Vickery House found guilty of historic sex offences
A retired Church of England priest has been found guilty of a string of sex offences dating back to the 1970s and 1980s.
Vickery House, 69, from West Sussex, had denied eight counts of indecent assault against six males aged 14 to 34, between 1970 and 1986.
He told the Old Bailey he was ashamed of his actions but claimed they were not sexual assaults.
House, of Brighton Road, Handcross, will be sentenced on Thursday.
The former vicar in Berwick, East Sussex, worked under Bishop Peter Ball, who was jailed for 32 months earlier this month after he admitted molesting young men between 1977 and 1992.
The pair targeted young men through a Church of England scheme called Give a Year For Christ, with three members being abused by both men.
House was found guilty of five counts of indecent assault over a period of 16 years. He was cleared of three further counts.
In a statement, the Diocese of Chichester said: "We are profoundly sorry for the abuse perpetrated by Mr House. Abuse is a terrible crime and a grievous breach of trust.
"The conviction today of Mr House marks an important step in the ongoing process of making sure those who have used positions of power to abuse others, are held accountable.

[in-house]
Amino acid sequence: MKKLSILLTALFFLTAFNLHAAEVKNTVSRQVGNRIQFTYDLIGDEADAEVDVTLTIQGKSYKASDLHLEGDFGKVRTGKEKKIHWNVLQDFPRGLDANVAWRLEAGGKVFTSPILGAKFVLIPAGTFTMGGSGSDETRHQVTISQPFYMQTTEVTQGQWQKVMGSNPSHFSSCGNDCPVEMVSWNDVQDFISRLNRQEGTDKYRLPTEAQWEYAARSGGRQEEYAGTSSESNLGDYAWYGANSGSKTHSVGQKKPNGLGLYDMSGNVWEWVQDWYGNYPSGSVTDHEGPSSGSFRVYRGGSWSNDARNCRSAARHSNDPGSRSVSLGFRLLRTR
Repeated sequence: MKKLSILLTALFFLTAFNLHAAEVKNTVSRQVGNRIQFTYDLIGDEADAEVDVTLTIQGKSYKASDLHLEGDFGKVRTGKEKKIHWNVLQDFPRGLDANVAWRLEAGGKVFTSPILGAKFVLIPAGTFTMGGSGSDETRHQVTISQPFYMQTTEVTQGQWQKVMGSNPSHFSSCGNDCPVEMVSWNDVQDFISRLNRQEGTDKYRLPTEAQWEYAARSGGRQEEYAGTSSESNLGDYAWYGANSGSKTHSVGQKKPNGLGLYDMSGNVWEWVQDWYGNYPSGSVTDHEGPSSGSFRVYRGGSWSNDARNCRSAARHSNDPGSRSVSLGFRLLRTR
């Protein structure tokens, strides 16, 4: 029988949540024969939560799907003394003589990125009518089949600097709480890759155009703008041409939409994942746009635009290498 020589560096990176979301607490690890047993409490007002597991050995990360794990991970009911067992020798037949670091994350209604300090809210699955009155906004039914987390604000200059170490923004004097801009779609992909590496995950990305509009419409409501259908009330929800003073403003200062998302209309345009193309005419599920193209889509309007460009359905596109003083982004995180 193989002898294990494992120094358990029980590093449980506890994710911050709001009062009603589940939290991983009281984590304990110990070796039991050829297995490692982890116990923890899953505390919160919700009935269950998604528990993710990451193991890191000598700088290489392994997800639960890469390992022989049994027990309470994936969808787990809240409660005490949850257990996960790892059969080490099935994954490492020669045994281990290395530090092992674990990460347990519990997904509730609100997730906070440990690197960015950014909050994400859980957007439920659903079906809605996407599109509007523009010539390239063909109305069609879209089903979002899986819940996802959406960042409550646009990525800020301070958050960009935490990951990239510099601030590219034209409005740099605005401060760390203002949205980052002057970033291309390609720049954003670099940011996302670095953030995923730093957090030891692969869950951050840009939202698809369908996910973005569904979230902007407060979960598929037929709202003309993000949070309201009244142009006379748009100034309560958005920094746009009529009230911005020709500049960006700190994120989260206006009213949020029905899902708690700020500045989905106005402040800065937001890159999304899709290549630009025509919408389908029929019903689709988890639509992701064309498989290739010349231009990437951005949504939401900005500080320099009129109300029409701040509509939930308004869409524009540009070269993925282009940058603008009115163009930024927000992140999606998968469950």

"There is no place in the Church for the abuse of others, or for failing to protect those who are vulnerable to abuse."
'Repressed gay feelings'
The court was told House first assaulted a 14-year-old boy in 1970 while he was a member of a youth church group in his parish in Devon.
The boy reported the incident to police in 2001.
When one man complained about House's behaviour in 1984, Ball responded by writing to say how sorry he was and to assure him it would be looked into, the court was told.
Ball and House were arrested in 2012 when police reopened their inquiry into Ball following a church review.
During the trial House admitted harbouring repressed gay feelings despite being happily married for 47 years and having two grown-up children.
Det Insp Jez Prior of Sussex Police said; "We received information from the Church of England in May 2012, concerning one of the victims who he has been found guilty of assaulting. The others came forward during the investigation.
"There is no evidence they offended against an individual victim at the same time, or that House was aware of Ball's offending," he said.
"If Peter Ball had not pleaded guilty in September, then they would have been tried together."
The Church of England has already issued an apology and announced an investigation into the way it responded to the allegations made against Ball.
Analysis: BBC South East special correspondent, Colin Campbell
The Archbishop of Canterbury Justin Welby has commissioned an "independent inquiry" to find out if the Church of England covered up sexual abuse perpetrated by Bishop Peter Ball.
At least one of Ball's victims believes the pair were aware of each other's abusive criminal behaviour and colluded to satisfy their sexual desires.
The question the church must answer in the case of Peter Ball is why there was delay or failure by clergy to inform the police.
The church appears confident it will get answers but past church-led independent inquiries have shown that factual accuracy has not always been forthcoming.
There also remains real concerns among victims and witnesses about the churches suggestion that the inquiry will be truly independent.